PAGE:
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interview: joseph hotchkiss
If you want to reduce the caloric content of a food, you remove the fat.  But of course you have to replace that with something else.

... [Is] all food is processed?

All food is processed to some extent. The processing of food does not inherently make the food of less or more value. You have to take it on a case-by-case basis. The most popular fruit consumed in the U.S. is actually tomato. And the reason for that is that we eat huge amounts of tomato as processed tomatoes -- as pizza, spaghetti sauce, ketchup -- all of those kinds of processes making tomato widely consumed and not destroying much of the nutrition of it, actually.

[What] are macronutrients?

Foods can be divided up into four basic macro components: water perhaps being the most important, whether it's there or absent, carbohydrate, protein, and lipid or fats. So all foods are made of some mixture of those four components, plus some other trace nutrients -- flavors and those kinds of things.

If you asked most people what was bad in food, they'd say fat.

I think over the last few years they would. But if you'd gone back 20 years, I don't think it would have been fat. It might have been carbohydrates. If you'd gone back a little bit further, maybe into the 1960s, it would have been food additives. So our attitudes about these different components change over time.

Joseph Hotchkiss is chairman of the Department of Food Science at Cornell University. He has also served as a public health fellow at the Food and Drug Administration, and is on the FDA's Food Advisory Committee. In this interview, Hotchkiss discusses basic food chemistry and details the four basic macro components of food: water, carbohydrates, protein and fats. "Whenever you take out something in a food product, you have to replace it with something else," he explains. He also describes the challenges of trying to replicate the sensory attributes of certain food products, as well as potential unintended health consequences when creating low-fat or low-carb foods. This interview was conducted Dec. 9, 2003.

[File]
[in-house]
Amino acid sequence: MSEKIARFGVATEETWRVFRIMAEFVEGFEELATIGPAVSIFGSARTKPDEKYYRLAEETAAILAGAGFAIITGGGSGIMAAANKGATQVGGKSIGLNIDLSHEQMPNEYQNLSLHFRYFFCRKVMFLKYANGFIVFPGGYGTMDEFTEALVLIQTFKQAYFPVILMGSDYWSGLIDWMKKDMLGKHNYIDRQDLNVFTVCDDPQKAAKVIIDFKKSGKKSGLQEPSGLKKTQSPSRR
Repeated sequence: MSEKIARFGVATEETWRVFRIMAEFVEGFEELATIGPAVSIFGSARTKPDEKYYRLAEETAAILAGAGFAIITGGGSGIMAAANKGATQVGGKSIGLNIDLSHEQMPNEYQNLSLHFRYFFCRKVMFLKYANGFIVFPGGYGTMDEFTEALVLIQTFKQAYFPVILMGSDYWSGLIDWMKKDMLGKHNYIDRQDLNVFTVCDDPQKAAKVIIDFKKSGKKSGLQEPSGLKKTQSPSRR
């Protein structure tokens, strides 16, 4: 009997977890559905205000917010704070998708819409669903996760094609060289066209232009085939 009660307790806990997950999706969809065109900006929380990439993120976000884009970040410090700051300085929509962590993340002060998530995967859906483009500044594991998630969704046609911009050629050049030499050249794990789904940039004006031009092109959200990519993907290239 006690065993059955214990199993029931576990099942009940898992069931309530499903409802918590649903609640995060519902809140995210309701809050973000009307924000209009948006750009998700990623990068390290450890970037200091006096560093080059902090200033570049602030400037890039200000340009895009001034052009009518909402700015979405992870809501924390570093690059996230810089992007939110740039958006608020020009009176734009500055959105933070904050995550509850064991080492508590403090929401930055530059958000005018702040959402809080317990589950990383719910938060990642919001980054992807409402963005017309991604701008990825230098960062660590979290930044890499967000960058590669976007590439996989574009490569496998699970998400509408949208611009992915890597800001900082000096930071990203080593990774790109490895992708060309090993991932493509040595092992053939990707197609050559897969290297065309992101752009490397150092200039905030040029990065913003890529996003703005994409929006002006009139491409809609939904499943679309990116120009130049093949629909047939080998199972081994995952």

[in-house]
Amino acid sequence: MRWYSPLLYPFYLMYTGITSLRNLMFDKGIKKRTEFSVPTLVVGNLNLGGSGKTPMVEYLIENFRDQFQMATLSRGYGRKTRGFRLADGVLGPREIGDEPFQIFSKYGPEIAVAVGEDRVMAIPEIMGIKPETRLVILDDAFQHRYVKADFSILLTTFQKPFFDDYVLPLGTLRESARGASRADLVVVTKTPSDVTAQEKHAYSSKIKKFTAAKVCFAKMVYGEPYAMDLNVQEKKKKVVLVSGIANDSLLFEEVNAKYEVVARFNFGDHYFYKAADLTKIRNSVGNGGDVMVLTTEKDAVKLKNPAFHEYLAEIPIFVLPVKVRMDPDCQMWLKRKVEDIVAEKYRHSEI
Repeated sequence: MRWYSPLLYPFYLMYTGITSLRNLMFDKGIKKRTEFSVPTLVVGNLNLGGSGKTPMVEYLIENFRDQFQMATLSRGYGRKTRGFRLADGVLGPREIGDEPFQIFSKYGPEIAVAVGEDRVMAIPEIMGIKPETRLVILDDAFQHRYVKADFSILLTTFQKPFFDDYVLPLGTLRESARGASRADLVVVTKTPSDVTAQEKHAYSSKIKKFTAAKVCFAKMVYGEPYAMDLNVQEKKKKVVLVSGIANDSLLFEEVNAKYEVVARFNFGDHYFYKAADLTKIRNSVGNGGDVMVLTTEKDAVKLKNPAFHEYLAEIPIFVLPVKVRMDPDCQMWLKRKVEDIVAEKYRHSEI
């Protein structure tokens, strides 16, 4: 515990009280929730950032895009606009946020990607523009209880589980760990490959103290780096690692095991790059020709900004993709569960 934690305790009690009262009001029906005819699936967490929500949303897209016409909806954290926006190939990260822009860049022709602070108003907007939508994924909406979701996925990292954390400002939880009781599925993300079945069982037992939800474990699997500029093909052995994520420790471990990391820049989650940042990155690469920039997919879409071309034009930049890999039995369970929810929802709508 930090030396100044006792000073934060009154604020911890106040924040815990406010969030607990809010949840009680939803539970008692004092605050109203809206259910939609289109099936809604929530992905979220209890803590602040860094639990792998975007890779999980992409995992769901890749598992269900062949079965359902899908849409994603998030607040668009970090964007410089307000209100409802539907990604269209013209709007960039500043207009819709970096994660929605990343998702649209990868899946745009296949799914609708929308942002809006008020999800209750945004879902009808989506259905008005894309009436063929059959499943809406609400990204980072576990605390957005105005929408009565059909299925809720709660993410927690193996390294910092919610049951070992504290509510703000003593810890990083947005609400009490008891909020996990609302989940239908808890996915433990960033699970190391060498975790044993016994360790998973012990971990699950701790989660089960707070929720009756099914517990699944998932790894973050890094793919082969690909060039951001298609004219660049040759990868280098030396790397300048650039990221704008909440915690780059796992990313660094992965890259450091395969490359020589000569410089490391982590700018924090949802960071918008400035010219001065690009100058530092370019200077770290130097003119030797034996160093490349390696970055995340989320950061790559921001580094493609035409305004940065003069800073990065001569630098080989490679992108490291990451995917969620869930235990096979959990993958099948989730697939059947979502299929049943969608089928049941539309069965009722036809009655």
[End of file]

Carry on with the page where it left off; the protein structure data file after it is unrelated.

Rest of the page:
What would concern us about fat?

Fat is more than twice the caloric density of the other components. That is, on a weight basis, it has more than twice the number of calories. So if you want to reduce the caloric content of a food, you remove the fat. But of course you have to replace that with something else.

There is also concern with fat as a cause of coronary heart disease.

Certainly diet is associated with chronic diseases, atherosclerosis and cancer both. You can make very strong linkages. There are diets that seem to increase the risk of these diseases, and diets that seem to decrease [the risk]. The fat connection to atherosclerosis and coronary diseases is very strong. It's just that when you get down to the very fine analysis, we have some debate.

Animal fats versus vegetable fats?

Probably for most of human history, the most common fat consumed in a variety of ways was animal fat. Lard is animal fat. It has a number of properties that worked very well in foods, but there was concern over the fact that it's quite saturated in its cholesterol content, that we moved away from lard as an edible fat. And so it's a very minor edible fat nowadays.

Butter?

Yes, butter being the fat separated out of milk, also an animal fat. A little bit different composition than lard, and certainly a different flavor. As we moved out of lard, we moved into butter. Butter, as I said, is also a saturated animal fat, also contains cholesterol, and over time this lost favor as well.

What characteristic of these fats is important? That they're solid?

Well, there are important properties in two areas. One is a nutritional biological activity. Another is a functional activity in foods. Solid fats, for example, have important characteristics for some kinds of foods, particularly for bakery products. Every good chef knows that you need to use a solid fat and make a pastry at a very cold temperature so the fat stays solid. That's a functional property that we have used lard and later butter and now some kinds of hydrogenated vegetable fats for.